Wednesday, May 07, 2014




Coleman and Dinah Greene are making names for themselves in the art world. Coleman`s magazine publishing empire is growing and Dinah`s print gallery is gaining traction. In fact, Dinah has just won the contract to select, buy, and hang art in the New York office of the management consultants Davidson, Douglas, Danbury & Weeks – a major coup that will generate The Greene Gallery`s first big profits. However, when Dinah goes to DDD&W to begin work, she discovers a corporate culture unlike anything she`s ever encountered before. There are suggestions of improprieties everywhere, including missing art worth a fortune. And when two DDD&W staff members are discovered murdered, Dinah and Coleman find themselves swept into the heart of another mystery. Revealing the murderer will be no easy task...but first Dinah needs to clear her own name from the suspect list. 

Rewriting Jane Austen: Why?

Jane Austen was a “British author whose six novels quietly revolutionized world literature, and who is considered one of the greatest writers of all time.” (The Oxford Encyclopedia of Women in World History, 2008)

Those who are in charge of the Harper Collins project of rewriting Jane Austen’s novels say they are doing this because of the success of Pride and Prejudice and Zombies, and the X-rated Pride and Prejudice: Hidden Lusts. Since I have no idea why anyone would want to read either of those books, I didn’t find the announcement that Joanna Trollope was writing a “contemporary reworking” of Austen’s novel Sense and Sensibility a cause for celebration. Did I buy it? Yes. Did I read it? Yes. Did I like it? No.

I have enjoyed Trollope’s original books, especially The Choir and A Village Affair—contemporary plots and good writing. Her rewrite of Sense and Sensibility reads as if she’d cut Austen’s work into little pieces, and scattered them throughout 361 pages, perhaps using an electric fan to make sure the pieces go in all directions.

A later announcement that Austen’s books are being rewritten for the “social media generations” seems to me an admission that the publisher is desperate, and that more books are being dumb-downed. This is very sad. Austen’s originals are written in clear and perfect English, do not use pretentious or pompous language, or slang or vulgarity. They have been read by many people for many years, and enjoyed so much that most of us read them over and over. I do not think the language in the new Sense and Sensibility will be understood nearly as well as the original (tosser? Unwrapped her fleece? Lots of Anglo speak and Anglo references?). Many Americans will need a translation.

Val McDermid’s rendition of Northanger Abbey, which is now a “vampire heaven” is not likely to please those of us who are thoroughly sick of vampires (we are overjoyed that Austen’s books, and other favorites, do not contain any). Worse, McDermid’s book is full of the loathsome slang and misused English many people write and speak these days. I was truly horrified: “cool” and “brilliant” (for everything except their original meanings), “twat”, and worst of all, “like” in the following way, “Glasgow? Isn’t that miles away? Like, on the other side of the country.” The best schools in the country are trying to rid students of the ghastly “like” disease, while a rewritten Jane Austen includes it. Horrors! There are more of these rewritings to come. Why?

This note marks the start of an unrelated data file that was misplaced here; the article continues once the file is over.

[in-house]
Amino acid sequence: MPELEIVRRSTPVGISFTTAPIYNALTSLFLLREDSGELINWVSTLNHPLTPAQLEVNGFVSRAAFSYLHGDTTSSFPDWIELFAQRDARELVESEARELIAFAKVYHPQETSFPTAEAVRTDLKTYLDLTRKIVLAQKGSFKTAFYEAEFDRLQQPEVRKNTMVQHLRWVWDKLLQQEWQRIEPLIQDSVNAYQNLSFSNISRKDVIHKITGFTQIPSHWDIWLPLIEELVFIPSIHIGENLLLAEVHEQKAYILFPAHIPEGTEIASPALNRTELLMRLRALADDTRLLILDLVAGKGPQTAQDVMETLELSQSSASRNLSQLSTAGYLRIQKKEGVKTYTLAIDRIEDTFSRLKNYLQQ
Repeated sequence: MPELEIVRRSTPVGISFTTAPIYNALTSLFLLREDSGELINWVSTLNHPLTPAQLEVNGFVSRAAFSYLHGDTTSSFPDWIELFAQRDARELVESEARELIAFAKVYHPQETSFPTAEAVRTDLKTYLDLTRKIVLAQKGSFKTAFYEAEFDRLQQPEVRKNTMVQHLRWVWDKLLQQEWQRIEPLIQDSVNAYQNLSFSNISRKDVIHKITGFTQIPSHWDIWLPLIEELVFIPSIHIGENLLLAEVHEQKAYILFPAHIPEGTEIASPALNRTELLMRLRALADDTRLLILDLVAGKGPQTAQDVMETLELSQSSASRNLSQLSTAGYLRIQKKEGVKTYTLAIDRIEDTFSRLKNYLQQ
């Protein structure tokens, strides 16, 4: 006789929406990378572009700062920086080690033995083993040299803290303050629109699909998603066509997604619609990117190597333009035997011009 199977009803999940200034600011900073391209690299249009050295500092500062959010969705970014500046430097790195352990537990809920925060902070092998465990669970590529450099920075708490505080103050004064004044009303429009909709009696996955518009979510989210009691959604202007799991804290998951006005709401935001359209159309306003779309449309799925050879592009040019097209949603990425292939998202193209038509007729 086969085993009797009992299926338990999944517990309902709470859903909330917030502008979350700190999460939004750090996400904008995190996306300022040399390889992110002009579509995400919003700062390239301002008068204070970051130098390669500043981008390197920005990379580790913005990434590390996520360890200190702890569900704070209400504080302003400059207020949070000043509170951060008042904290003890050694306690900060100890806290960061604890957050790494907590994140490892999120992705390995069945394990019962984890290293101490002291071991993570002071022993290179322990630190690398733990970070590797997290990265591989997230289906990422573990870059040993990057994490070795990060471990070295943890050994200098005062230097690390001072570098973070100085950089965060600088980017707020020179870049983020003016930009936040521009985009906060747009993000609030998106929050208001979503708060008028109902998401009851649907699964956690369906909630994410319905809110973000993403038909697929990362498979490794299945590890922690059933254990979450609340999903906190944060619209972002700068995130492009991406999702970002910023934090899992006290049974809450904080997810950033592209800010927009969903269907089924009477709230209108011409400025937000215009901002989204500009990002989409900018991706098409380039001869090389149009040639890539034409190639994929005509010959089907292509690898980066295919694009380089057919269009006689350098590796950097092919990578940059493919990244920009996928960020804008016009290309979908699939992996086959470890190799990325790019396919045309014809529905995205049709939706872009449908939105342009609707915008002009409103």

Meet the Author

Reba White Williams worked for more than thirty years in business and finance—in research at McKinsey & Co., as a securities analyst on Wall Street, and as a senior executive at an investment management firm. 
Williams graduated from Duke with a BA in English, earned an MBA at Harvard, a PhD in Art History at CUNY, and an MA in Writing at Antioch. She has written numerous articles for art and financial journals. She is a past president of the New York City Art Commission and served on the New York State Council for the Arts. 

She and her husband built what was thought to be the largest private collection of fine art prints by American artists. They created seventeen exhibitions from their collection that circulated to more than one hundred museums worldwide, Williams writing most of the exhibition catalogues. She has been a member of the print committees of several leading museums. 

Williams grew up in North Carolina, and lives in New York, Connecticut and Southern California with her husband and Maltese, Muffin. She is the author of two novels featuring Coleman and Dinah Greene, Restrike and Fatal Impressions, along with the story of Coleman and Dinah when they were children, Angels. She is currently working on her third Coleman and Dinah mystery.

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